• gabe3

    Very well said. I had a friend from high school who entered the convent and we carried on our friendship for many years. A few years ago, she told me that she could no longer receive my emails because she was going to be part of her congregation’s chapter in Rome and she needed to concentrate on that. Since then she has demonstrated to other friends that her life is all that is important. I asked her when the “work of God” became more important than the “people of God.” The main discussion at that chapter was the wording of their prayers. Wow!! That said a lot. Not only did that cassock-priest want to be noticed, but he also wanted a free lunch!Gabe

  • garoth

    I think some of it goes to the top – RC theology had, for centuries, talked of “one ship” which takes us to the shores of the kingdom. John Paul spoke of “many ships,” including Protestants. Now we’re back to the “one ship” theology. The present pope has angered many other people of faith with his pronouncements, which seem rather self-serving and sanctimonius. The RC church is not the only one with this problem, of course – our own church has emphasized “professionalism” that distances the pastor from his congregation. We are not to develop close relationships with parishioners; our wives are advised to attend other churches; the list goes on. My thought is that every pastor/priest should spendsome time changing diapers or scrubbing toilets – that is our fitting service, and an apt way for us to begin unerstanding our calling. One of my heroes was Henri Nouwen, who would periodically leave his position to work at a nursing home or to care for a young man wo could not even change himself. That is where we begin to learn ministry.

  • ohare747

    There is clearly a problem when the focus of a priest is to be served rather than to serve. Clericalism presumably was “going away” about 30 years ago, but it has returned with a vengeance. When it gets to the point that priests are more concerned about themselves rather than the people, and when it is virtually impossible to get in touch with a priest without finding one’s way through endless voicemail directions, it is time for the clergy to stop worrying about taking their cassocks to the dry cleaners and get busy about ministering to the flock.

  • Diakonia

    Wow did you ever miss the boat on this one Mr. Stevens-Arroyo! You make it appear as though involvement with the Confraternity of Catholic Clergy is all that the priest-members do with their time. I know many of the members personally and can attest to their dedication to the congregations for which they are responsible. Some are teachers/professors like yourself Mr. Stevens-Arroyo so I trust you recognize the value of their service to young people who are trying to find their way about in this world. Instead of maligning a group of some of the very best priests the Catholic Church has to offer, your time would have been better spent contacting some of them to find out what they do day-in and day-out in complete service to the people of God for a mere fraction of the salary that you no doubt pulled down as a Professor at Brooklyn College and as a Distinguished Scholar of the City University of New York, or what you make with the Washington Post. Aside from reading a mission statement, did you take a moment to realize that the Confraternity provides these good and holy, hard-working men with an outlet for a fraternal exchange of ideas and friendship? Of course not! Being at home with your wife-professor and having had your son’s companionship at home as he grew older apparently caused you to take for granted the need we all have as humans for sharing and companionship. I trust you are no doubt aware that we are relational beings, and the Confraternity of Catholic Clergy helps to fill the void that is often caused by the reality of one-priest parishes, if that. Gone are the days where 3, 4 or more priests lived in rectories together and had ample opportunities for sharing of thoughts, opinions, ideas, concerns, and for basic friendship. The Confraternity was formed in part to bring priests together, even if only for one conference a year and a quarterly newsletter! One would have thought that a person with your experience and with a long background in education wold have done his homework first. This is extremely disappointing coming from you. You sir owe the Confraternity of Catholic Clergy and its members a big apology! Now let’s see who is narcissistic Mr. Stevens-Arroyo.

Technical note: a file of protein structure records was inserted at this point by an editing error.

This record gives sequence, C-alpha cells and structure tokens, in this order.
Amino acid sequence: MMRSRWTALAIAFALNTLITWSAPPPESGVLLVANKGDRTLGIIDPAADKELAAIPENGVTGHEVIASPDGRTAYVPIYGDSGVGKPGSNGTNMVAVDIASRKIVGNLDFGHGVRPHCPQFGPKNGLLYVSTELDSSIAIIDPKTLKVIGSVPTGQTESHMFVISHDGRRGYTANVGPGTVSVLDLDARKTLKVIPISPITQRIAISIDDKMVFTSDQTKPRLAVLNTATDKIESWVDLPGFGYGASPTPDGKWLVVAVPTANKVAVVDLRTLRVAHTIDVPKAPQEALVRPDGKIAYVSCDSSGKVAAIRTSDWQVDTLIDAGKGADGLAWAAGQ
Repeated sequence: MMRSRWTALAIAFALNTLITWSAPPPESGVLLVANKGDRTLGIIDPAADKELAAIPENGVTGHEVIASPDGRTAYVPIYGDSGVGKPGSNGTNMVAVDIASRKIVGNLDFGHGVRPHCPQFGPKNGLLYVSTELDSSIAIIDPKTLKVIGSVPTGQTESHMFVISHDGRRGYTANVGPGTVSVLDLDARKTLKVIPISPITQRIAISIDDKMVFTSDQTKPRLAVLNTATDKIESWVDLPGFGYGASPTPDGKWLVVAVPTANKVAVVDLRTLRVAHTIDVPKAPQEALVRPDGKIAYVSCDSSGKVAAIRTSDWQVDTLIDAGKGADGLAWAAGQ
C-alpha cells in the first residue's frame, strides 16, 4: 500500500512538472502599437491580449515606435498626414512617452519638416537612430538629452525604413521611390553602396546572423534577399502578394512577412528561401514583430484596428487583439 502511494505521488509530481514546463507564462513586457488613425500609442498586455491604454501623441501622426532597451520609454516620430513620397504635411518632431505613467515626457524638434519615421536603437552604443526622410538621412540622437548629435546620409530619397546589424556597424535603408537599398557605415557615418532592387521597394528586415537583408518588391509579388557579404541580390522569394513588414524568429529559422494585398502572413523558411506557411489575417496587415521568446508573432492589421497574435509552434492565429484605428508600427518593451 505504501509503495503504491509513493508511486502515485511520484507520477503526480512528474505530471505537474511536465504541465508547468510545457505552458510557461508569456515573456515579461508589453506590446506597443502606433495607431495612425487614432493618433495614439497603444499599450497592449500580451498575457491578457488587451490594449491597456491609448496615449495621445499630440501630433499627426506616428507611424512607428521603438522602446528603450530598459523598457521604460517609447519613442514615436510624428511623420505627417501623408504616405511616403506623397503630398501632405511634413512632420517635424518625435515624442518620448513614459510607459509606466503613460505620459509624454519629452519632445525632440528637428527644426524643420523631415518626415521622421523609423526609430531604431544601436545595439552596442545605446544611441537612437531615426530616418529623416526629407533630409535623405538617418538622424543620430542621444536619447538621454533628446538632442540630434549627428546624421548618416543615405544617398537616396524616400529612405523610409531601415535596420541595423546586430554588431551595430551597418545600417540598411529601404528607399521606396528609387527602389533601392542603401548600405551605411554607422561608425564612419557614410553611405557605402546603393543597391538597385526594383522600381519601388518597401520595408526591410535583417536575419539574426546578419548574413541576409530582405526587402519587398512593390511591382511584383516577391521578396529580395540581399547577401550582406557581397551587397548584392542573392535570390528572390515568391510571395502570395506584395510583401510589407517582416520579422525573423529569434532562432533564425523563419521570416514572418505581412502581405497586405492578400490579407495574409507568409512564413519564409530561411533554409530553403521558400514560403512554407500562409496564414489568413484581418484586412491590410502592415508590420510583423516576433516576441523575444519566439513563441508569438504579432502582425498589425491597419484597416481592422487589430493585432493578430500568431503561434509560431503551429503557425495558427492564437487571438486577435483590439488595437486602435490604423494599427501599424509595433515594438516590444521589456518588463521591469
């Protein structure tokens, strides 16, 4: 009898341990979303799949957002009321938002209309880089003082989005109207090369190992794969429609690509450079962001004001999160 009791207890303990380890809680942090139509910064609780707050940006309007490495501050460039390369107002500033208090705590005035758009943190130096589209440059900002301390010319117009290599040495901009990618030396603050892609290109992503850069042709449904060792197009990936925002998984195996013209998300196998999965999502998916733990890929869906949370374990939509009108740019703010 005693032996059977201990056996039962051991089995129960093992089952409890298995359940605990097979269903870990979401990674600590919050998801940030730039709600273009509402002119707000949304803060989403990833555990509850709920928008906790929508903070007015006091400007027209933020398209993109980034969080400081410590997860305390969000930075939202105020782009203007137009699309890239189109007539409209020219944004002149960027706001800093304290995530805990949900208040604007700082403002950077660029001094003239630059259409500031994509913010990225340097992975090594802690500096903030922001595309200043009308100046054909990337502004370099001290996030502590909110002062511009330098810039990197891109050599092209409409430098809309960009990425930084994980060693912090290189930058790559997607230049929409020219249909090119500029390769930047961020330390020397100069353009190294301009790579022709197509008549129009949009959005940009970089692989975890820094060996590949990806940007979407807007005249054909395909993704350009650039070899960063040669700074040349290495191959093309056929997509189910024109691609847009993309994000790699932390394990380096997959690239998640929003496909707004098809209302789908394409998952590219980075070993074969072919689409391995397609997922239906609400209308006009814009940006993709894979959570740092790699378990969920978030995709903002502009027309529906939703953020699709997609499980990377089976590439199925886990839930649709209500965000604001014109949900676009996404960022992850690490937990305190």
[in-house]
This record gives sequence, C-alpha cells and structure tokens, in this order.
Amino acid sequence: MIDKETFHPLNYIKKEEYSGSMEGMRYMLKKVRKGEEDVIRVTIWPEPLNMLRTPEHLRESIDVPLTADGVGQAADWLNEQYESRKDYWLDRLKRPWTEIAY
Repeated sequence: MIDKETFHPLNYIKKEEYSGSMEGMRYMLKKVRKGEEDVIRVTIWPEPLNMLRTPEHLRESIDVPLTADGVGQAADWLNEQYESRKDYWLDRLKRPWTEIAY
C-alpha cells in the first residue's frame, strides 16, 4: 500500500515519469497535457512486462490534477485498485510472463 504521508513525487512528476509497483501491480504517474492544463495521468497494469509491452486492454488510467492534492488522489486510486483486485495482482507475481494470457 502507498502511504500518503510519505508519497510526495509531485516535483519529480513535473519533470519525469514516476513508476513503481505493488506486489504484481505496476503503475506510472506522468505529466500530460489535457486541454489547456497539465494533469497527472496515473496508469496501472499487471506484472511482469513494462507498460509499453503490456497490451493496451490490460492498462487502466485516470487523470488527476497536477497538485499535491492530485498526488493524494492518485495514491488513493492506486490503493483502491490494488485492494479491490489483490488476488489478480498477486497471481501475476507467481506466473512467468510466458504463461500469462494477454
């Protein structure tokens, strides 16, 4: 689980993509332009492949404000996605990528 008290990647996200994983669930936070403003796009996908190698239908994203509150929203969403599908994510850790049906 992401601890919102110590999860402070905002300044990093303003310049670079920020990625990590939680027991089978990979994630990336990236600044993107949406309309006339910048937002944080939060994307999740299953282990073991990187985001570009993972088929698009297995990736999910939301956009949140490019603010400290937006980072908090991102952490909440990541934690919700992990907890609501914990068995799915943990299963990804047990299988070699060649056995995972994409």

• DanielintheLionsDen

    In reply to Diakonia,Wow! Anthony M. Stevens-Arroyo really hit the nail on the head with this one. The Catholic Church could use more people like him.